Charles Hamilton Jr., president of the Zulu Club, said city officials assured him that Mardi Gras will come together as expected, and they have lobbied his group and other krewes to participate in full.

He said 187 members of the 600-member club managed to attend a meeting on whether to stage their parade, and they vote unanimously to go ahead.

I cant talk too much about the lawsuit because it is before the court, Hamilton said. We will see what the judge has to say.

But, he added: We look at Mardi Gras as a way of healing, a way of helping our city economically. And we feel that Mardi Gras should go on, because without it, our city might not come back.

Advocates of staging a limited Mardi Gras to jump-start the citys economic recovery insist that Belfield, Simms and others opposed to Mardi Gras celebrations in the city constitute only a vocal minority.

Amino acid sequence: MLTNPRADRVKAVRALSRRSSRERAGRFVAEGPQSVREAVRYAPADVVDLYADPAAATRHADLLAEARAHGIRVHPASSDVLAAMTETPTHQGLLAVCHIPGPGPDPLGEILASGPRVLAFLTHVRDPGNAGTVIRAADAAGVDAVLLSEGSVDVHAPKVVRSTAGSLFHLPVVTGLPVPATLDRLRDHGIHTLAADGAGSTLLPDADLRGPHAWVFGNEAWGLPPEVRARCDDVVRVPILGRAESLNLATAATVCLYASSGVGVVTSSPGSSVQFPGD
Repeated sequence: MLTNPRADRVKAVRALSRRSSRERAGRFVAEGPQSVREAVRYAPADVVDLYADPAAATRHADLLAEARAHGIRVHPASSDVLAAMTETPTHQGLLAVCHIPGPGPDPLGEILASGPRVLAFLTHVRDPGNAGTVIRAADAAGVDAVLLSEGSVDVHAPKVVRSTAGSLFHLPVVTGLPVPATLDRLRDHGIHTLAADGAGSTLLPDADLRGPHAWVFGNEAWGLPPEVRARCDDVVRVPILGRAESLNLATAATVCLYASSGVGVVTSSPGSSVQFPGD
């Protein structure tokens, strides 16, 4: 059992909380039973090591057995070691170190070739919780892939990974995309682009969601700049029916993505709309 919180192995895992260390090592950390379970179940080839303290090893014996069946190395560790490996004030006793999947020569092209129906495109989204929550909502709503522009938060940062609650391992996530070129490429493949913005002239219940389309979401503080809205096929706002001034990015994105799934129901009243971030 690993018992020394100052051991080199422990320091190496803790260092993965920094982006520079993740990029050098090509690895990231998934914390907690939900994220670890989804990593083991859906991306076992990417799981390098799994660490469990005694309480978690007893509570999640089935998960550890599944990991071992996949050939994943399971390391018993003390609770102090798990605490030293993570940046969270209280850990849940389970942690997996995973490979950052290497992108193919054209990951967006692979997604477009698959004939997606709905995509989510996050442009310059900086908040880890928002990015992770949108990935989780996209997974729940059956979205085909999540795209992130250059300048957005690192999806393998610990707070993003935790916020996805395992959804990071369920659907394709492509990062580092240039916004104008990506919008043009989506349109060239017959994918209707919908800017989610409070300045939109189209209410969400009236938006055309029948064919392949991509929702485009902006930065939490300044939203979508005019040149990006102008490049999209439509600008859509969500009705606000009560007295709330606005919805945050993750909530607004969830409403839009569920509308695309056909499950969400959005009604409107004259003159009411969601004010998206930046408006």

But they are not dismissing the concerns out of hand.

Mardi Gras would be seriously diminished if Zulu did not parade, said Hardy. They are just too important. I think everyone feels that way.

But, he added, I think staging Mardi Gras will show the world we are very resilient people.

To contact reporter Dan Luzadder, send e-mail to[email protected].

The origins of New Orleans krewes

The term krewe dates to the mid-19th century. It was coined by Comus, the mens organization that was formed in New Orleans during that era to bring a more orderly celebration to Mardi Gras and to Carnival, the festive pre-Lenten celebrations that anticipate Fat Tuesday.

Krewes evolved from the original secret societies that first developed street masking, and later emerged as public clubs, like Zulu, that organize parades and the private balls and extravaganzas that make up Mardi Gras in New Orleans.